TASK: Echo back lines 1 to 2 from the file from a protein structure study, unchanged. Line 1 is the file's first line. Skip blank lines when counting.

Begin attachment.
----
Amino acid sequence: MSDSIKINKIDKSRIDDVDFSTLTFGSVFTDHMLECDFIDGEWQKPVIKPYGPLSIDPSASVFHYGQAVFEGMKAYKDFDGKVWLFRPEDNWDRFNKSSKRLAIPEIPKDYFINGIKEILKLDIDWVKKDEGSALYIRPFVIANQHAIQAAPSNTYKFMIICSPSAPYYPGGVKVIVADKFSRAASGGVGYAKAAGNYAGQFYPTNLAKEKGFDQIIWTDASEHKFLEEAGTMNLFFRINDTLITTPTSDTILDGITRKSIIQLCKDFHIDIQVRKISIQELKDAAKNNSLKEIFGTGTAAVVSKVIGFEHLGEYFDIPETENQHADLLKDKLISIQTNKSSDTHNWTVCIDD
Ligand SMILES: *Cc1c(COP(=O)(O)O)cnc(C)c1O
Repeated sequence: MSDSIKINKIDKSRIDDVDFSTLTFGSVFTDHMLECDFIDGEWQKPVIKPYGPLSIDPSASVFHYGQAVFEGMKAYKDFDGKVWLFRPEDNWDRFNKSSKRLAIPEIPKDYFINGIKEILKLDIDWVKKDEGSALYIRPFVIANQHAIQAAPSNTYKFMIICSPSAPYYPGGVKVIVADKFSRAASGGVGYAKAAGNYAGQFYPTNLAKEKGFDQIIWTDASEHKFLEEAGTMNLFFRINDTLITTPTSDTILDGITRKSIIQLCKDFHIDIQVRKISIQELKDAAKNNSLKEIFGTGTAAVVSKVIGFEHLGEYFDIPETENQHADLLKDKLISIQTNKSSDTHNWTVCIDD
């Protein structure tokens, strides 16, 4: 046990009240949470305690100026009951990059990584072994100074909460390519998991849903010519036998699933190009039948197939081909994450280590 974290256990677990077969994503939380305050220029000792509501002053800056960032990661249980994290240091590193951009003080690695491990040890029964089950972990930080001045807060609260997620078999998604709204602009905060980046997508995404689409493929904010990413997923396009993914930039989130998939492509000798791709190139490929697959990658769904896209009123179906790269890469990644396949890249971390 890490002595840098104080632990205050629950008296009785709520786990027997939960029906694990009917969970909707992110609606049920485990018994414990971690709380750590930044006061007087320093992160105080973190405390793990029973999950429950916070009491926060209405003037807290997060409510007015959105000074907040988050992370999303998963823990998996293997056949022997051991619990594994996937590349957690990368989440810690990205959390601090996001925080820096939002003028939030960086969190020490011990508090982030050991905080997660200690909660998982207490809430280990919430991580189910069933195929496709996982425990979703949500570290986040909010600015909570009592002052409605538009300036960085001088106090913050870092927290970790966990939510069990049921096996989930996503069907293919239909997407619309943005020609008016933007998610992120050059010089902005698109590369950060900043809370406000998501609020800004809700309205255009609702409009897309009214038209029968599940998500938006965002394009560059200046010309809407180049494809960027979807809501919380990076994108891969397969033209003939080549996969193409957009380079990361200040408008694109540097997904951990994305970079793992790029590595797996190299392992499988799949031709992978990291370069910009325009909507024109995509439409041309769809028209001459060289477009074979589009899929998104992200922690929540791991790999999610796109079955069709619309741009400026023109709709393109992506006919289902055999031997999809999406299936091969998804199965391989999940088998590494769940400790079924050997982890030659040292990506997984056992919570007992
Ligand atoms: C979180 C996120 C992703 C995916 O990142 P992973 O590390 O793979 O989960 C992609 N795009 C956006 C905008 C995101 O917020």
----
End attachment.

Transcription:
Amino acid sequence: MSDSIKINKIDKSRIDDVDFSTLTFGSVFTDHMLECDFIDGEWQKPVIKPYGPLSIDPSASVFHYGQAVFEGMKAYKDFDGKVWLFRPEDNWDRFNKSSKRLAIPEIPKDYFINGIKEILKLDIDWVKKDEGSALYIRPFVIANQHAIQAAPSNTYKFMIICSPSAPYYPGGVKVIVADKFSRAASGGVGYAKAAGNYAGQFYPTNLAKEKGFDQIIWTDASEHKFLEEAGTMNLFFRINDTLITTPTSDTILDGITRKSIIQLCKDFHIDIQVRKISIQELKDAAKNNSLKEIFGTGTAAVVSKVIGFEHLGEYFDIPETENQHADLLKDKLISIQTNKSSDTHNWTVCIDD
Ligand SMILES: *Cc1c(COP(=O)(O)O)cnc(C)c1O